The game really goes overboard with the Quick-Time Events (QTE) though. They're also quite frustrating since in this game there are different tiers of difficulty when it comes to passing the QTE sections. If you fail too many times at a particular tier you get pushed down to an easier tier. While that's not so bad in itself, each tier seems to require different keystrokes meaning as soon as you've practiced enough to overcome a particular combination, you'll be given a new combination to memorise once you get pushed down a tier. There also appears to be more situations where you'll encounter "critical" QTEs, ones where you simply can't fail or else the game ends.
It's interesting playing this game after playing The Walking Dead since I can definitely spot the parallels. Jurassic Park: The Game feels like a proof-of-concept or a prototype for what would eventually become The Walking Dead. Both games are narrative rich survival horror games with a bunch of QTEs, but instead of attempting to escape zombies, you're trying to escape dinosaurs in this game. Out of the two, The Walking Dead is the more refined product which is probably why it won so many Game of the Year Awards in 2012.
|The Towers of Hanoi puzzle comes in many guises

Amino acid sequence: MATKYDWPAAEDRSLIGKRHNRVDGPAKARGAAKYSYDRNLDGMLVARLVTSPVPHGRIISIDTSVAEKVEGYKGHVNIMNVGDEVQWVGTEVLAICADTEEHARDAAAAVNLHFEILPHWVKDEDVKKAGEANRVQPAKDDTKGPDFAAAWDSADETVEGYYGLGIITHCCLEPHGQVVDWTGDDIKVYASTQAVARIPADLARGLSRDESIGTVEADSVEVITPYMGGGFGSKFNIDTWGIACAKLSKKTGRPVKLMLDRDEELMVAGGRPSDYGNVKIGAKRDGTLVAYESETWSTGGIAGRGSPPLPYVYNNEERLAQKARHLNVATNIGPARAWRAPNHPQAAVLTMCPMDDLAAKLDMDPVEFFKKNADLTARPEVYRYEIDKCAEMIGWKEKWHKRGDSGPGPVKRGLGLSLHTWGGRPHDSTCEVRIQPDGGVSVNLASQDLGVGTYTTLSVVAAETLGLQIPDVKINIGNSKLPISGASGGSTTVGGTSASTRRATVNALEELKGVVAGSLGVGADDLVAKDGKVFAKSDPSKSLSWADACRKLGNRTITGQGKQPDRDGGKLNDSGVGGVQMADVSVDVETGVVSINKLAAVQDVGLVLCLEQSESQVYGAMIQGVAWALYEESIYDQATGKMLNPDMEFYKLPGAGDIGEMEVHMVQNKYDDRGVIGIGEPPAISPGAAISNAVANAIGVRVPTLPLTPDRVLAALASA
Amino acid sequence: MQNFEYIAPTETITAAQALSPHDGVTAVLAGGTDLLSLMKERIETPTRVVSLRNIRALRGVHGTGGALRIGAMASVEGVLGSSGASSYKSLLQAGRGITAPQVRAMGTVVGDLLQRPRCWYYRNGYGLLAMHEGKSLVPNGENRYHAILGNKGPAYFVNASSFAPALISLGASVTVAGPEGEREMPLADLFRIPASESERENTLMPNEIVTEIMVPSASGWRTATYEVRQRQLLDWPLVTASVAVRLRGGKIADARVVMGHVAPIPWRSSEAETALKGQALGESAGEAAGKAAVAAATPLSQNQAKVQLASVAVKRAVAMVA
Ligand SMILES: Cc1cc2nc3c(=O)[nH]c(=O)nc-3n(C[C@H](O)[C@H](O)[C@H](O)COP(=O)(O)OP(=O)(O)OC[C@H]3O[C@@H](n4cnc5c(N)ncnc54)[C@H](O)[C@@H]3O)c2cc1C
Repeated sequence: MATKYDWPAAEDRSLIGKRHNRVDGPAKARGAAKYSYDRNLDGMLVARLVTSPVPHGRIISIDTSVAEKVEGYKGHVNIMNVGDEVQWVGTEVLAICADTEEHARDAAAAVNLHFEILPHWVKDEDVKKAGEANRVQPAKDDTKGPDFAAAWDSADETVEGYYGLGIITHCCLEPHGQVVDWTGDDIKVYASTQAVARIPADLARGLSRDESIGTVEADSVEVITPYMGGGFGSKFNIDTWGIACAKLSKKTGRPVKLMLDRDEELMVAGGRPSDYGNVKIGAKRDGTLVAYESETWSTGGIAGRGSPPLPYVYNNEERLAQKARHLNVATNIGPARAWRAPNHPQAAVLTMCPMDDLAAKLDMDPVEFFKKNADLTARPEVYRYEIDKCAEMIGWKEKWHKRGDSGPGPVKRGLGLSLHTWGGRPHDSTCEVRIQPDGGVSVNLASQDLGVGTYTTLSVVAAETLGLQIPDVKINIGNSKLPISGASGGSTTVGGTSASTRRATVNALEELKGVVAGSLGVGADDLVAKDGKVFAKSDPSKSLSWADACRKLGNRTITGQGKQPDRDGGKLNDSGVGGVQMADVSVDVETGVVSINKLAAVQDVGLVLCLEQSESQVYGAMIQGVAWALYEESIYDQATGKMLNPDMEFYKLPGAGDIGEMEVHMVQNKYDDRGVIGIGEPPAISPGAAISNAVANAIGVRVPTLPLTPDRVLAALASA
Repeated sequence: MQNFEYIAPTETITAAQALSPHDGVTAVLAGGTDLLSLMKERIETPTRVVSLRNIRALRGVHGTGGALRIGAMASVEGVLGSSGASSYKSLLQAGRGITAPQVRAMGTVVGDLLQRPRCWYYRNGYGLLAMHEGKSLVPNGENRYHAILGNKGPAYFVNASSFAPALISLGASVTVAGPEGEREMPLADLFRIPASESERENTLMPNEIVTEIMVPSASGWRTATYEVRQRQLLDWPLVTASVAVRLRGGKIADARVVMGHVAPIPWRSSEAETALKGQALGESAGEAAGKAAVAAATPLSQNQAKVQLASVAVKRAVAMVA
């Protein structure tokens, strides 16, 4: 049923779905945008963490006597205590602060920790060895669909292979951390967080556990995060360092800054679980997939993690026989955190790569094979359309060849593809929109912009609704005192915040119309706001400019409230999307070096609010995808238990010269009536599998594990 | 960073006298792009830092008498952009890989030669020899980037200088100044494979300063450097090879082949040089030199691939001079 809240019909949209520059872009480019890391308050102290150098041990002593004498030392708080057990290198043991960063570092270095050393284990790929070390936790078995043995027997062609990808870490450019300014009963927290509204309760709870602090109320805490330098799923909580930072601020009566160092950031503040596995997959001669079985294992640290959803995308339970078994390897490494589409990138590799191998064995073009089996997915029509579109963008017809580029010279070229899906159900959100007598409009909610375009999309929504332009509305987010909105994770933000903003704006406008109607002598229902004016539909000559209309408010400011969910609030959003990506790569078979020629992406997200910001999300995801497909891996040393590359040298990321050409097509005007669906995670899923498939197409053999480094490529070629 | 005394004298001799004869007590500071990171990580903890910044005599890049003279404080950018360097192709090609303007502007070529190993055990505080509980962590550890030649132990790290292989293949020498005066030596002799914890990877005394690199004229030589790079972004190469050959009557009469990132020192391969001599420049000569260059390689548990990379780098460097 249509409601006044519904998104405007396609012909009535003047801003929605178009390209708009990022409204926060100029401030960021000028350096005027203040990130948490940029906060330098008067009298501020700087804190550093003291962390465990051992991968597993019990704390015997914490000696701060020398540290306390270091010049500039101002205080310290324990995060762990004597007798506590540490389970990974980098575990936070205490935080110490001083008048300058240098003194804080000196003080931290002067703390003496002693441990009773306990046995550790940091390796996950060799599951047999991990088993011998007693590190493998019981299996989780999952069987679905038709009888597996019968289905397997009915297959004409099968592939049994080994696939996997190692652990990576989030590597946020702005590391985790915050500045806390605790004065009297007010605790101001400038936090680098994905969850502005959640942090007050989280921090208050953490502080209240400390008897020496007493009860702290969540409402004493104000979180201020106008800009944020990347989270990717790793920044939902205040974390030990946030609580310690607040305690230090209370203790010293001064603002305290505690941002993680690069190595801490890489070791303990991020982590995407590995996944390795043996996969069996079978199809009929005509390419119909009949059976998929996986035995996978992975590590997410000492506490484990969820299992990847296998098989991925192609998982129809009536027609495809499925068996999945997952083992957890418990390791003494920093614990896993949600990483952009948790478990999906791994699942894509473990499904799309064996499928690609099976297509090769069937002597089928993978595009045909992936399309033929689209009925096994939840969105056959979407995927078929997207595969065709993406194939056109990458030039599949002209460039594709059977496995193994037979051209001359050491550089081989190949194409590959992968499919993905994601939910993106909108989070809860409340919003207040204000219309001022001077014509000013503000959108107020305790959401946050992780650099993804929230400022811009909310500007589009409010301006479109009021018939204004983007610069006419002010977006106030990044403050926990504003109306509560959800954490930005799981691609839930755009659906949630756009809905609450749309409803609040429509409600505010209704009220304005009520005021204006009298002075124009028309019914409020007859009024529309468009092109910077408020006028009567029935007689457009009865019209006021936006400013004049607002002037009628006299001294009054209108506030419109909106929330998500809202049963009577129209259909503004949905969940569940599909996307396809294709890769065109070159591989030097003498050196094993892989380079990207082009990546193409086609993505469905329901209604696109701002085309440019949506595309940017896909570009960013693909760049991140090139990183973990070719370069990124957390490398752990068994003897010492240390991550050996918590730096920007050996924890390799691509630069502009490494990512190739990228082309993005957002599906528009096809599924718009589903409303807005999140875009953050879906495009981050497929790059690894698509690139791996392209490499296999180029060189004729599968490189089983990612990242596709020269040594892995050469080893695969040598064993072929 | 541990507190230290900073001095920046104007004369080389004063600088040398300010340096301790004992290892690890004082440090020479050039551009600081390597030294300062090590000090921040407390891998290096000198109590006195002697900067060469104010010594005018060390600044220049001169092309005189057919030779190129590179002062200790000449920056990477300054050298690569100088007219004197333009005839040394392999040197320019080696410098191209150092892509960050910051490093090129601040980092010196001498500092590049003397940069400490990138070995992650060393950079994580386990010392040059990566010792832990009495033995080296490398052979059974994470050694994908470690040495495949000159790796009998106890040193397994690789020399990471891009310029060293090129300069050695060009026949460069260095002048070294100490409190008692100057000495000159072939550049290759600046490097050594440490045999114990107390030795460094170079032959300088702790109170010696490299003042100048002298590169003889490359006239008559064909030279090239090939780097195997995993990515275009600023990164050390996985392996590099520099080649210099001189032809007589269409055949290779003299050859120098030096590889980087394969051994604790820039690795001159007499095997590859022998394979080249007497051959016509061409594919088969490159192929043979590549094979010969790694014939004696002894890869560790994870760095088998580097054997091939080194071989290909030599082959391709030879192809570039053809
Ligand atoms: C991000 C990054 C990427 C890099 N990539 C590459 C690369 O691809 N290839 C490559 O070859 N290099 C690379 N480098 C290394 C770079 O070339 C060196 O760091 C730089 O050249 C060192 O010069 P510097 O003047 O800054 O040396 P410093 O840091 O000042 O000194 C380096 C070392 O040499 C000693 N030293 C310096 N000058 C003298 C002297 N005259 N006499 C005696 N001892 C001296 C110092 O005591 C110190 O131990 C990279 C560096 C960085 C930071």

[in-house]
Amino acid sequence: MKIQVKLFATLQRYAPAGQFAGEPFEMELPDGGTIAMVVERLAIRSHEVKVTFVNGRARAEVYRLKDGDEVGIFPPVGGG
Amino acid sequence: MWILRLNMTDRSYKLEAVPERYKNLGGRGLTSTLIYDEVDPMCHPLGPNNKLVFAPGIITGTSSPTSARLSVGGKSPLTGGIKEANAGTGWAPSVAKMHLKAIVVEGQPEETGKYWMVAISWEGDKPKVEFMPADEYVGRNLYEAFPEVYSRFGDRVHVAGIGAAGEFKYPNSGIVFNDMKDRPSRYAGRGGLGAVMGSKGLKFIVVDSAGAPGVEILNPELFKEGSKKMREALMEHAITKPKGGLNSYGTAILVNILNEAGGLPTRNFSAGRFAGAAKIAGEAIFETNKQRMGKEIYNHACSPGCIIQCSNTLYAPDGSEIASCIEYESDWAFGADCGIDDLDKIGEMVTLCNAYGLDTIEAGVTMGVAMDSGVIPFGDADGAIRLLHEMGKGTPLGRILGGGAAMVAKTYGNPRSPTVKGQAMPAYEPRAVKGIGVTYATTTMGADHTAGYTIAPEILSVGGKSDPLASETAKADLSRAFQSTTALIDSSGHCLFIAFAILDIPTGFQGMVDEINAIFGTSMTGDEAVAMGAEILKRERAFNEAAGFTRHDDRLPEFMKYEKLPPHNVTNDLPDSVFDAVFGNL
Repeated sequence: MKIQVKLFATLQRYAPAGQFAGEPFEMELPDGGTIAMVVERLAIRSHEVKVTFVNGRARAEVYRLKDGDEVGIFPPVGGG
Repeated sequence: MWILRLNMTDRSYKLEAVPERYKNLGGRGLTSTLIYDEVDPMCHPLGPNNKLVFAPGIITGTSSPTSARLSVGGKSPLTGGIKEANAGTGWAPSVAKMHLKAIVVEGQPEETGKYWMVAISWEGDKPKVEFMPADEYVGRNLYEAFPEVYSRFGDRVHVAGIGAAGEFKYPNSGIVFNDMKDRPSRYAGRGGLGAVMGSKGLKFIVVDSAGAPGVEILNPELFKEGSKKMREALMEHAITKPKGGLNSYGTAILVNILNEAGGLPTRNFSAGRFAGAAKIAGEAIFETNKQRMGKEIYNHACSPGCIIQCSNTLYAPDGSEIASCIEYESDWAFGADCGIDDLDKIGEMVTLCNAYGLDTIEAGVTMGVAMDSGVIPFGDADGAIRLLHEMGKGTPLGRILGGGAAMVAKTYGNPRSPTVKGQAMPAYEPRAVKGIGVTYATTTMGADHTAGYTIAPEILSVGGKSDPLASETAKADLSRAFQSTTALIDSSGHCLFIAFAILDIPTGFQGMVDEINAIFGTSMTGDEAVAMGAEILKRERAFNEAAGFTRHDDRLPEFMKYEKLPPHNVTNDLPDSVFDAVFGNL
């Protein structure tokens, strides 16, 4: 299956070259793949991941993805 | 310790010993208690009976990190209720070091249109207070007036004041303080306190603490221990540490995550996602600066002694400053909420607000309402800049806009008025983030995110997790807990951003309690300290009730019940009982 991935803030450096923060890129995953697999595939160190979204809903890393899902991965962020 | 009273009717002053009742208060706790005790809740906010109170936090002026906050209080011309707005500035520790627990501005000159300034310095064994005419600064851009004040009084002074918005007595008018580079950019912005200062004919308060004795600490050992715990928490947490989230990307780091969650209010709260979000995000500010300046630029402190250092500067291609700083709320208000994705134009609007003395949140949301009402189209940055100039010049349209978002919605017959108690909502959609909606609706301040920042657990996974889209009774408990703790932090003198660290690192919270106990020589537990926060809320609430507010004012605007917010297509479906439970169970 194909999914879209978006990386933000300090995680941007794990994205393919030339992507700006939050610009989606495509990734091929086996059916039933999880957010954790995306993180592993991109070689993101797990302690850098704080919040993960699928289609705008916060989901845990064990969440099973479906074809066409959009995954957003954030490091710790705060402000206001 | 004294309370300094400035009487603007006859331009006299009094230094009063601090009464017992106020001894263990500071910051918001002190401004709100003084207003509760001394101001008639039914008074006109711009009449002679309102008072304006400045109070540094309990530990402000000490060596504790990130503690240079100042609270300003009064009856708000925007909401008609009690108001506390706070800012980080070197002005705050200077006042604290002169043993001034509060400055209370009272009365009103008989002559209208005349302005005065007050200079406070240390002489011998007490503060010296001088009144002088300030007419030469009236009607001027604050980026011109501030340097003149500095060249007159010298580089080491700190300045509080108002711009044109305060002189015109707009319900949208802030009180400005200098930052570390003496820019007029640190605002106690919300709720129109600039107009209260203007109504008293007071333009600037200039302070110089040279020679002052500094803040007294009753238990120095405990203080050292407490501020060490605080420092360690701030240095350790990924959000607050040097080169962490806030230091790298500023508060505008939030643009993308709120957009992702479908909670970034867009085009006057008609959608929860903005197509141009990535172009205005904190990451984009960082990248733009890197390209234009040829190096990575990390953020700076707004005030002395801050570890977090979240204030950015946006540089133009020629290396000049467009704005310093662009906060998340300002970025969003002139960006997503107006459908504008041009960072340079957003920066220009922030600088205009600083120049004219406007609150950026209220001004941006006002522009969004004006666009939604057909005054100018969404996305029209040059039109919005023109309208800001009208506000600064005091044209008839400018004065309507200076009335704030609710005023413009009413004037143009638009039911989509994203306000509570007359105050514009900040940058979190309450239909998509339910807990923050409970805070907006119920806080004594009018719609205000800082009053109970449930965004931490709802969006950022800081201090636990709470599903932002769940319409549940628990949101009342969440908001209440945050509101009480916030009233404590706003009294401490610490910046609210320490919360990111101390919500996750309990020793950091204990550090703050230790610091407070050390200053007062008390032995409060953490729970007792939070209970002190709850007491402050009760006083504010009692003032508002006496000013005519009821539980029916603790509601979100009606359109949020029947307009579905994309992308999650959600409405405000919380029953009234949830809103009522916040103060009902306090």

Early Telltale adventures were hit and miss with the graphics and while Jurassic Park: The Game looks much better than their previous offerings, it doesn't look as good as The Walking Dead and the games that followed (mind you, they could cheat with those ones as they employed cel shading to give it a comic book look). The game is over 10 years old though, so you can forgive the 2011 graphics for looking slightly dated howwever I also experienced frequent framerate drops which wasn't expected in a game this old but not entirely surprising considering the Telltale Tool was infamous for this. There were many times I observed animation gaffes as well such as characters disappearing from a spot and appearing at an earlier location if you picked another conversation option again.
Graphics and animation weren't the only issues I experienced, there were problems with the audio too: sound effects would often pop in and out and lips would not sync with the voice samples. The only redeeming thing I can say about the audio is the soundtrack by Jared-Emerson Johnson which sounds exactly like it belongs in a "Jurassic Park" game or movie. It probably doesn't hurt that the original theme gets some airplay too.
|You can actually choose which character should talk instead of being limited to just one
Jurassic Park: The Game was made shortly before The Walking Dead was released and, for better or worse, there are a lot of similarities between these two titles which are both narrative rich, survival horror adventure games. However, Jurassic Park is rougher around the edges, and still contains many bugs as well as graphical and audio issues. What is most annoying about the game is its overabundance of QTEs, which I'm glad became scarcer in the Telltale adventures that followed.